Recently I read the novel, Demon, by Tosca Lee. It is an intriguing look at the fall of man and God’s redemptive death on the cross through the eyes of a demon.
In the novel, the demon took the main character to an elaborate house. His dream house. Then, while he stood there, the house crumbled before his eyes and he realized it’s all but an illusion, a smoke screen, distracting him from what really matters. This image stayed with him through the rest of the novel, causing him to look past the superficial, to dig deeper, to question the substance and importance of everything he did and saw.
About five years back, we were living in Louisiana in our “dream home.” My husband was a top executive for Kansas City Southern and everything appeared to be going according to plan. At least, on the surface level. Until my husband went through a period of unemployment, we had to rapidly sell our home, load our newly purchased furniture into storage where it accumulated cobwebs and heat damage, uncertain of what lay ahead.
It was a frightening time, and honestly, one that rocked my faith for many reasons. Those who I wanted to count on started to judge my husband, leaving me in isolation. As events appeared to mirror some painful moments experienced in my past, fears and wounds previously shoved down resurfaced, until God cut through the exterior, straight to my heart. And in an unexpected moment of clarity, I understood what it meant to allow God to be your all in all. I knew if my worst fears were to come true, our family would be okay. We would have God, and that was enough. For years I’d said that, prayed that, sang that, but I didn’t truly get it–own it, until God stripped all the other stuff away. In that moment, I realized when it’s all said and done, only those things done in faith will matter.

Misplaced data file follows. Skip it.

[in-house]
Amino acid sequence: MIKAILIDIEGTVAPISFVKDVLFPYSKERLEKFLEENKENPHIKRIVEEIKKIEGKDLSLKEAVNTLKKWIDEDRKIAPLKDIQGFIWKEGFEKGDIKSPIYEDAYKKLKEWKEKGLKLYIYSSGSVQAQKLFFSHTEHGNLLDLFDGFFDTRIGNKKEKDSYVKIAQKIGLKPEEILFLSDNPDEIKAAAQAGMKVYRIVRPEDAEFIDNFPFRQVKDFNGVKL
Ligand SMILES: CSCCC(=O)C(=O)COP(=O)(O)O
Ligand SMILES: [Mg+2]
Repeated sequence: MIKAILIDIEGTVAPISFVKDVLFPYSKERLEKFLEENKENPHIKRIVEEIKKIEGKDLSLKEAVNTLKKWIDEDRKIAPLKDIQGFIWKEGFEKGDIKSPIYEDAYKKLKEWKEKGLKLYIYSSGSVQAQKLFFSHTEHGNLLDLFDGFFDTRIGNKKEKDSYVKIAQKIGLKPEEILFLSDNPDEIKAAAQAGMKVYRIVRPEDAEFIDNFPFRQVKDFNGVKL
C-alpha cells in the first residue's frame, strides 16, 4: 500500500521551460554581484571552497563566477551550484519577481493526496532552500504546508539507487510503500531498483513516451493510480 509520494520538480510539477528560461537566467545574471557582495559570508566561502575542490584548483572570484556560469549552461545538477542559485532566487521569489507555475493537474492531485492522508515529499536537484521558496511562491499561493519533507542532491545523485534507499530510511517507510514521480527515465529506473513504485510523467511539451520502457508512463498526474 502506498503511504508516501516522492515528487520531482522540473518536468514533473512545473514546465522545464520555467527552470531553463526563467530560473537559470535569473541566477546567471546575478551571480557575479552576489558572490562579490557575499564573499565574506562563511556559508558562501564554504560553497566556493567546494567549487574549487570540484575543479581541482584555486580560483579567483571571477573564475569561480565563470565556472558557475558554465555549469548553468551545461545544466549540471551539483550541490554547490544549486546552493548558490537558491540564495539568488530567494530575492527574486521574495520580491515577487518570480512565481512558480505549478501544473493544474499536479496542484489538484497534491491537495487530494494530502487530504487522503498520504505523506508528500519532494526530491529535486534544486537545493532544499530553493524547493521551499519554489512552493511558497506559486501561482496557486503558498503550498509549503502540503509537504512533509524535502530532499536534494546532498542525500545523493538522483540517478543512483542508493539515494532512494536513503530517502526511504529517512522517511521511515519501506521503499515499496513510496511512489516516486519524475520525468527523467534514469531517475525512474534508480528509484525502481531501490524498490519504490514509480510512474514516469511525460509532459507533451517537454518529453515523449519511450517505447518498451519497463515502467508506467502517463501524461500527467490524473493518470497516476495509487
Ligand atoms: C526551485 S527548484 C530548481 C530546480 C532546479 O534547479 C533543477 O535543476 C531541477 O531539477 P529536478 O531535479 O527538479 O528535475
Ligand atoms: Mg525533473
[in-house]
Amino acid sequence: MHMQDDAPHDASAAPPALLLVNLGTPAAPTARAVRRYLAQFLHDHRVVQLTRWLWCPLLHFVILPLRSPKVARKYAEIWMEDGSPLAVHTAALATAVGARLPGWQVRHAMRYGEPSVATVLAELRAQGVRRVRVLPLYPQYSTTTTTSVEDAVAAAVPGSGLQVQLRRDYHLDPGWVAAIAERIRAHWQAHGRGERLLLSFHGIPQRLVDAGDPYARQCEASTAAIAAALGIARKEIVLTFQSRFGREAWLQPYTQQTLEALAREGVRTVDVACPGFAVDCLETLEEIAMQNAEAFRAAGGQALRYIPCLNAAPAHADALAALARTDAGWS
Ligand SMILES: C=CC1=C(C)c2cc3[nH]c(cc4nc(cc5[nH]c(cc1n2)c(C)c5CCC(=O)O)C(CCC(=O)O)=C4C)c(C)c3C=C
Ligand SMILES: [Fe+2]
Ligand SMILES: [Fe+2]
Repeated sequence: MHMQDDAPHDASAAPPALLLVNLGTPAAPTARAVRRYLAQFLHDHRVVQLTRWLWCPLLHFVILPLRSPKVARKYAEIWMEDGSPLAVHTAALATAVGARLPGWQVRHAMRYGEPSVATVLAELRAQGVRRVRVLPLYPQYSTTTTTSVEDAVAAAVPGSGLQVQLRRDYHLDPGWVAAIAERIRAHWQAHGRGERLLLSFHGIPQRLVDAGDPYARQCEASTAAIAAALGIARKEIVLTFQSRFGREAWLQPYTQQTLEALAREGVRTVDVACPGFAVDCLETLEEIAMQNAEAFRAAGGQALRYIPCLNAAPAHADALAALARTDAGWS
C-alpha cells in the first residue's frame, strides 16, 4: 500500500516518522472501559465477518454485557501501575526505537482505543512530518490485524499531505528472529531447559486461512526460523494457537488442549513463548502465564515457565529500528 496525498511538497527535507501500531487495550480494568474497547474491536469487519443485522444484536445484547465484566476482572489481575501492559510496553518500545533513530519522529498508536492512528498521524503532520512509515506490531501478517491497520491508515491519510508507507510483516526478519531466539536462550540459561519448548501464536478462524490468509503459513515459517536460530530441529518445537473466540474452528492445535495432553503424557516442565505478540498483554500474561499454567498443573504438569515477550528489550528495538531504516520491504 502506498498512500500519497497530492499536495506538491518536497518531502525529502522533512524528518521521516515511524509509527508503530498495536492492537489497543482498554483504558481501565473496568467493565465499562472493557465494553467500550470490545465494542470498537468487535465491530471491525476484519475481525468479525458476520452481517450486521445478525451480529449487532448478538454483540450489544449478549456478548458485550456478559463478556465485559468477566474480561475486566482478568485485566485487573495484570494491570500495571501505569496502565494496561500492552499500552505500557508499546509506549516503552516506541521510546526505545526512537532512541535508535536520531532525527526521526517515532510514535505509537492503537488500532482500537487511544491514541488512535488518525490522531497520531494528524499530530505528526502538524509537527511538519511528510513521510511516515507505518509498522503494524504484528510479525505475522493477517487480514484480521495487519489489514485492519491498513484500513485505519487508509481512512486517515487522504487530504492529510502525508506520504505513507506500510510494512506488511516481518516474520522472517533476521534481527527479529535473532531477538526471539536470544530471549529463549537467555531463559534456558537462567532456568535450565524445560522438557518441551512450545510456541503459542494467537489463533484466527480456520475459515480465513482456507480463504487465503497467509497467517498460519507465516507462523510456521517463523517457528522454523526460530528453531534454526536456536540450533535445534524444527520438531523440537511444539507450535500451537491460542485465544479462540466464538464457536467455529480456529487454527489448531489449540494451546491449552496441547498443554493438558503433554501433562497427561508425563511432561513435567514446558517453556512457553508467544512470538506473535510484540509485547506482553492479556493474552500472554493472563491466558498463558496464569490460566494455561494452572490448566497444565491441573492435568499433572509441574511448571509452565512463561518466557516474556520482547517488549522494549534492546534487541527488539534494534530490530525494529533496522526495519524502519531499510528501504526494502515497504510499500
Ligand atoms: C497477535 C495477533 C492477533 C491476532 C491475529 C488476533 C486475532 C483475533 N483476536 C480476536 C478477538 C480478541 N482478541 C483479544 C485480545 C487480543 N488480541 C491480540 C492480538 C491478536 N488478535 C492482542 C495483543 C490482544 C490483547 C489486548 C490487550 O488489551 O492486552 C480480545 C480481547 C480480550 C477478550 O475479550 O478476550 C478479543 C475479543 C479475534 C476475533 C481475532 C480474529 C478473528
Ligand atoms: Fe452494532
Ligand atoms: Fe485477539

Not that the house was bad, nor my husband’s job. They were tools, to be used for God’s glory. But when our eyes turned from God to the gifts He gave, they lost their value. They tarnished, tarnishing our hearts as well. They clouded our vision and it took a bit of spiritual eye-salve for God to turn our focus back to the bigger picture.
Honestly, now that the “stuff” has returned, it’s easy to lose site of the ultimate reality–God and His saving message. It’s easy to focus on the gifts instead of the giver, to think it’s all about us, for our pleasure, for our glory. But it’s not about us. It’s about knowing Christ and making Him known. God is a God of love and mercy, and He loves to bless His children for sure. But ultimately, He blesses us so we can be a blessing. Join me on Edwina’s blog as we talk about part III of the trickle effect: Blessed to be a blessing–surrendering our gifts and talents to God to be used as He wills. Laying everything at the foot of the cross so God’s love can be exponentially expanded through us.